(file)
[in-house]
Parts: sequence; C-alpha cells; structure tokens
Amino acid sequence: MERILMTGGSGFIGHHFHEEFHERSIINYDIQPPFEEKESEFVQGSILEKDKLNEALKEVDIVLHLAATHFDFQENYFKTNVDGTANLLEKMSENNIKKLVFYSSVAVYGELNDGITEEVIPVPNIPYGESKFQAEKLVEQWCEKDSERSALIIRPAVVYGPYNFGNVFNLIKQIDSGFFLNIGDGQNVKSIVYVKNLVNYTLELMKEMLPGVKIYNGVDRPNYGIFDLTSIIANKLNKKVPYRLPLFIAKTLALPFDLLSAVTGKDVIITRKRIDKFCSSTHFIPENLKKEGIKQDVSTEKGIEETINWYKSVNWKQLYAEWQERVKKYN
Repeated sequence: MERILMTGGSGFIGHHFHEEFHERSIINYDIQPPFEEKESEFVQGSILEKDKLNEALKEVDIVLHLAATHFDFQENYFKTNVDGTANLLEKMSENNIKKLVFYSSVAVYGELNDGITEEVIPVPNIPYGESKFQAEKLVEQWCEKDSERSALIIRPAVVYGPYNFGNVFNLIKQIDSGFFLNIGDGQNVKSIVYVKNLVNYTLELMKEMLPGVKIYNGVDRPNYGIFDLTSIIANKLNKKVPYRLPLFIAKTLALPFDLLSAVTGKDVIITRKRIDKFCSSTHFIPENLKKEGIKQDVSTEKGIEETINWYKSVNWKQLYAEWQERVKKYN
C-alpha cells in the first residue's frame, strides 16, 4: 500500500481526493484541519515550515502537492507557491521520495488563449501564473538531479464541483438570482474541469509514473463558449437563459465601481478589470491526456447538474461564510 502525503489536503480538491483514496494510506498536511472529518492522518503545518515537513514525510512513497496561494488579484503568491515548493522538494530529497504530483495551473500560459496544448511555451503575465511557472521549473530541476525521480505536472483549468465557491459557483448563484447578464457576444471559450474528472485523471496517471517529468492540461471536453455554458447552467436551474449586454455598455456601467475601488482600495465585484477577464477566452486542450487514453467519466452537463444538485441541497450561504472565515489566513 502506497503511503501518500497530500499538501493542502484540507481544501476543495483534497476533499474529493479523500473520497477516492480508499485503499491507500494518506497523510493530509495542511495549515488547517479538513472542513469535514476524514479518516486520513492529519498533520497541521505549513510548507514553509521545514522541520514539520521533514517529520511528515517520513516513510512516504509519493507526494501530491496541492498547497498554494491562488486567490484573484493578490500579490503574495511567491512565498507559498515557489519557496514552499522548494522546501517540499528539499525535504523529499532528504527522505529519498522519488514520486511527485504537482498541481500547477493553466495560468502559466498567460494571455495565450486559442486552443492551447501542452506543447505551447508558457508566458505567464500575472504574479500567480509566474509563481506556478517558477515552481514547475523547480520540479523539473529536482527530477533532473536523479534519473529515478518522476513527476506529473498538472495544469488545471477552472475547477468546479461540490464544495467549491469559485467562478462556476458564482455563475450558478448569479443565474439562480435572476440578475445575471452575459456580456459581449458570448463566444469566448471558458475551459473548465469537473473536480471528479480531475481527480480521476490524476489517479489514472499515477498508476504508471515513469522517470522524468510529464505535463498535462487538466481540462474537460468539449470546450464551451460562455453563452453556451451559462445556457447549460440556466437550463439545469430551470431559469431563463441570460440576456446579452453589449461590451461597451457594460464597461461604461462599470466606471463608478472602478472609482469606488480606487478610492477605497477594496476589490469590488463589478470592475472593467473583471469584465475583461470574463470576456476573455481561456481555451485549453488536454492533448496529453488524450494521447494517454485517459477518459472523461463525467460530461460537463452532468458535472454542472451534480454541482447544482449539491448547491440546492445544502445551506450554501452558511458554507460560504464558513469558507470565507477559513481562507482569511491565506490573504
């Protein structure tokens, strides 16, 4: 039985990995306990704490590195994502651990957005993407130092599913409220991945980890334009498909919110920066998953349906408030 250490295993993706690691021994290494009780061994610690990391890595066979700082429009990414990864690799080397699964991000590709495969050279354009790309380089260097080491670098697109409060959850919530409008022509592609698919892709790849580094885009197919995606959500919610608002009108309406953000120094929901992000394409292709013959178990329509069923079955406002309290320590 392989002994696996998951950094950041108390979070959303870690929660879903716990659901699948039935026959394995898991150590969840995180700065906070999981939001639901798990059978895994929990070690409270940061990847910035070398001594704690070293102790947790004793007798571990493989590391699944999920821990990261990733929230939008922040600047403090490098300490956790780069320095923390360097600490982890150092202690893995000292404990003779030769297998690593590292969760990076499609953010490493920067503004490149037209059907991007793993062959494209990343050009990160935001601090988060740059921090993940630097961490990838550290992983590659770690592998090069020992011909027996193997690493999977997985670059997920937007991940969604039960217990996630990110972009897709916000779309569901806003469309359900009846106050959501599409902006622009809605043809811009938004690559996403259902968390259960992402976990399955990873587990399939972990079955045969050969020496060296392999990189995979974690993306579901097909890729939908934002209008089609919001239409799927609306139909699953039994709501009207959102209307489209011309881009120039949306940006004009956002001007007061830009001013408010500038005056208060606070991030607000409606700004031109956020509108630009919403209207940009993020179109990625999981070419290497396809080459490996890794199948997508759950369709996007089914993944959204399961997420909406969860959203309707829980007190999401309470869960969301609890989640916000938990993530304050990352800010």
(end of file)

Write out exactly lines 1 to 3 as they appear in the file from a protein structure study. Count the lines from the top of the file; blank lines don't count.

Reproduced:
[in-house]
Parts: sequence; C-alpha cells; structure tokens
Amino acid sequence: MERILMTGGSGFIGHHFHEEFHERSIINYDIQPPFEEKESEFVQGSILEKDKLNEALKEVDIVLHLAATHFDFQENYFKTNVDGTANLLEKMSENNIKKLVFYSSVAVYGELNDGITEEVIPVPNIPYGESKFQAEKLVEQWCEKDSERSALIIRPAVVYGPYNFGNVFNLIKQIDSGFFLNIGDGQNVKSIVYVKNLVNYTLELMKEMLPGVKIYNGVDRPNYGIFDLTSIIANKLNKKVPYRLPLFIAKTLALPFDLLSAVTGKDVIITRKRIDKFCSSTHFIPENLKKEGIKQDVSTEKGIEETINWYKSVNWKQLYAEWQERVKKYN